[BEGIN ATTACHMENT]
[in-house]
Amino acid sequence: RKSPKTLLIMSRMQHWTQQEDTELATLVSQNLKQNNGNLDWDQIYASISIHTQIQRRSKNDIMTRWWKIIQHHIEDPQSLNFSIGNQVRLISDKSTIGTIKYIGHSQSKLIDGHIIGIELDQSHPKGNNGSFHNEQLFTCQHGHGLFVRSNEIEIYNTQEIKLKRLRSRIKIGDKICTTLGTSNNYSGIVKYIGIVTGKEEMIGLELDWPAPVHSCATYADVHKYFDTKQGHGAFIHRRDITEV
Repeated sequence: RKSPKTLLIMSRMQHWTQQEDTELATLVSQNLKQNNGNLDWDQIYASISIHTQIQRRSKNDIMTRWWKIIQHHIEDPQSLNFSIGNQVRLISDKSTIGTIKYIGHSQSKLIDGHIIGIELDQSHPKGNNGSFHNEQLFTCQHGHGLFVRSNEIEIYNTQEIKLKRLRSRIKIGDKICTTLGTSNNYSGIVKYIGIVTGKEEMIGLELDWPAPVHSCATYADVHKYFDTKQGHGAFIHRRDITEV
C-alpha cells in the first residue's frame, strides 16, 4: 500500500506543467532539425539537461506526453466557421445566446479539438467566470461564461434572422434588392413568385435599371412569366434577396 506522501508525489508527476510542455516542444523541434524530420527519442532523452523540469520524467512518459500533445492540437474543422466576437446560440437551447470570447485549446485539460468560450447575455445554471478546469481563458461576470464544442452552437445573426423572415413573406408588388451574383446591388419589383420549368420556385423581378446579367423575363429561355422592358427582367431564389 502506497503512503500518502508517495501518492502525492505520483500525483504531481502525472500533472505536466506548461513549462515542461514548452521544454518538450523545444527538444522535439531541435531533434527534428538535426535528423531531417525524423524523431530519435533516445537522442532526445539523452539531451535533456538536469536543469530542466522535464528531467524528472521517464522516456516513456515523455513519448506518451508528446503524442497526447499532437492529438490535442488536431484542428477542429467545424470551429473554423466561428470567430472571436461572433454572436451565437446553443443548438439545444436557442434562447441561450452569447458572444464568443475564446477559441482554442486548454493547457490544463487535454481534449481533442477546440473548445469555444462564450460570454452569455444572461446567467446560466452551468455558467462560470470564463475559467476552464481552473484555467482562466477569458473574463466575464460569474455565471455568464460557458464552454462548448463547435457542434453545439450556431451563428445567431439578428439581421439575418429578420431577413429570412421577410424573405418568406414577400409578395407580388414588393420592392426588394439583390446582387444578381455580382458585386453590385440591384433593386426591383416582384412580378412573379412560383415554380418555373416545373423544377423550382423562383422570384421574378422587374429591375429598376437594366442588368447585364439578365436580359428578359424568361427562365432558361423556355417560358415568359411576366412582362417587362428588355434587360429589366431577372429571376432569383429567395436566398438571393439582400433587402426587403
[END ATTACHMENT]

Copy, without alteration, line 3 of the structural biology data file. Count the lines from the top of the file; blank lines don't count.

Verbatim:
Repeated sequence: RKSPKTLLIMSRMQHWTQQEDTELATLVSQNLKQNNGNLDWDQIYASISIHTQIQRRSKNDIMTRWWKIIQHHIEDPQSLNFSIGNQVRLISDKSTIGTIKYIGHSQSKLIDGHIIGIELDQSHPKGNNGSFHNEQLFTCQHGHGLFVRSNEIEIYNTQEIKLKRLRSRIKIGDKICTTLGTSNNYSGIVKYIGIVTGKEEMIGLELDWPAPVHSCATYADVHKYFDTKQGHGAFIHRRDITEV